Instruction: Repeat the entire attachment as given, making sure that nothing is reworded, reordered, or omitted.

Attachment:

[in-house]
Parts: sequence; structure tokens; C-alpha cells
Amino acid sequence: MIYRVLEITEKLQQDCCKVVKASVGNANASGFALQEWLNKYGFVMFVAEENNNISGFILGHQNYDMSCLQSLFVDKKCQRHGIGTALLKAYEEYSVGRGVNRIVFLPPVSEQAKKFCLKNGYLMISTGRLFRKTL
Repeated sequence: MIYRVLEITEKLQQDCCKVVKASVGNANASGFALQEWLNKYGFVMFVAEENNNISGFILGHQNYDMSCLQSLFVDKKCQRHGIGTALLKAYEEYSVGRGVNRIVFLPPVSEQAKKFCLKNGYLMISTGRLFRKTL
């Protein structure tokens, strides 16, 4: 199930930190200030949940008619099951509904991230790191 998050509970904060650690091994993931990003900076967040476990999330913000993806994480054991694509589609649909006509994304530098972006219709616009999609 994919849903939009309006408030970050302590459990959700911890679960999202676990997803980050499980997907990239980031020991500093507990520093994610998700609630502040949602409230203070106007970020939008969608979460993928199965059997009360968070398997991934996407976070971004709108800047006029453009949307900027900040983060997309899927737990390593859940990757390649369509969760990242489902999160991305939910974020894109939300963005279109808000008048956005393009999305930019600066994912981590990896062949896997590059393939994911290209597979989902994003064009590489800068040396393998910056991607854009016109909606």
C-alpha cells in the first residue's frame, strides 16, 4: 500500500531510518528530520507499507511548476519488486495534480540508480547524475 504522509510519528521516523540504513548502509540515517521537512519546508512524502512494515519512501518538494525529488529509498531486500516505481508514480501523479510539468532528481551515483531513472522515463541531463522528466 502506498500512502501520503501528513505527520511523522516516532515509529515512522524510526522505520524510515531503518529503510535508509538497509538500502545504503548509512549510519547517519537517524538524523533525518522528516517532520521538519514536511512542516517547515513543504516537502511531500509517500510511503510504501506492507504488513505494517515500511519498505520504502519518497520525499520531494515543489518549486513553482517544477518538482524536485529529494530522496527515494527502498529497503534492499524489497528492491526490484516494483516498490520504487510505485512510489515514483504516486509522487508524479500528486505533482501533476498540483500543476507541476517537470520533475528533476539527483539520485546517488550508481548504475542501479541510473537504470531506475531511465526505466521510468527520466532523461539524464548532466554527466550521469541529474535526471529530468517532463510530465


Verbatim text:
[in-house]
Parts: sequence; structure tokens; C-alpha cells
Amino acid sequence: MIYRVLEITEKLQQDCCKVVKASVGNANASGFALQEWLNKYGFVMFVAEENNNISGFILGHQNYDMSCLQSLFVDKKCQRHGIGTALLKAYEEYSVGRGVNRIVFLPPVSEQAKKFCLKNGYLMISTGRLFRKTL
Repeated sequence: MIYRVLEITEKLQQDCCKVVKASVGNANASGFALQEWLNKYGFVMFVAEENNNISGFILGHQNYDMSCLQSLFVDKKCQRHGIGTALLKAYEEYSVGRGVNRIVFLPPVSEQAKKFCLKNGYLMISTGRLFRKTL
């Protein structure tokens, strides 16, 4: 199930930190200030949940008619099951509904991230790191 998050509970904060650690091994993931990003900076967040476990999330913000993806994480054991694509589609649909006509994304530098972006219709616009999609 994919849903939009309006408030970050302590459990959700911890679960999202676990997803980050499980997907990239980031020991500093507990520093994610998700609630502040949602409230203070106007970020939008969608979460993928199965059997009360968070398997991934996407976070971004709108800047006029453009949307900027900040983060997309899927737990390593859940990757390649369509969760990242489902999160991305939910974020894109939300963005279109808000008048956005393009999305930019600066994912981590990896062949896997590059393939994911290209597979989902994003064009590489800068040396393998910056991607854009016109909606």
C-alpha cells in the first residue's frame, strides 16, 4: 500500500531510518528530520507499507511548476519488486495534480540508480547524475 504522509510519528521516523540504513548502509540515517521537512519546508512524502512494515519512501518538494525529488529509498531486500516505481508514480501523479510539468532528481551515483531513472522515463541531463522528466 502506498500512502501520503501528513505527520511523522516516532515509529515512522524510526522505520524510515531503518529503510535508509538497509538500502545504503548509512549510519547517519537517524538524523533525518522528516517532520521538519514536511512542516517547515513543504516537502511531500509517500510511503510504501506492507504488513505494517515500511519498505520504502519518497520525499520531494515543489518549486513553482517544477518538482524536485529529494530522496527515494527502498529497503534492499524489497528492491526490484516494483516498490520504487510505485512510489515514483504516486509522487508524479500528486505533482501533476498540483500543476507541476517537470520533475528533476539527483539520485546517488550508481548504475542501479541510473537504470531506475531511465526505466521510468527520466532523461539524464548532466554527466550521469541529474535526471529530468517532463510530465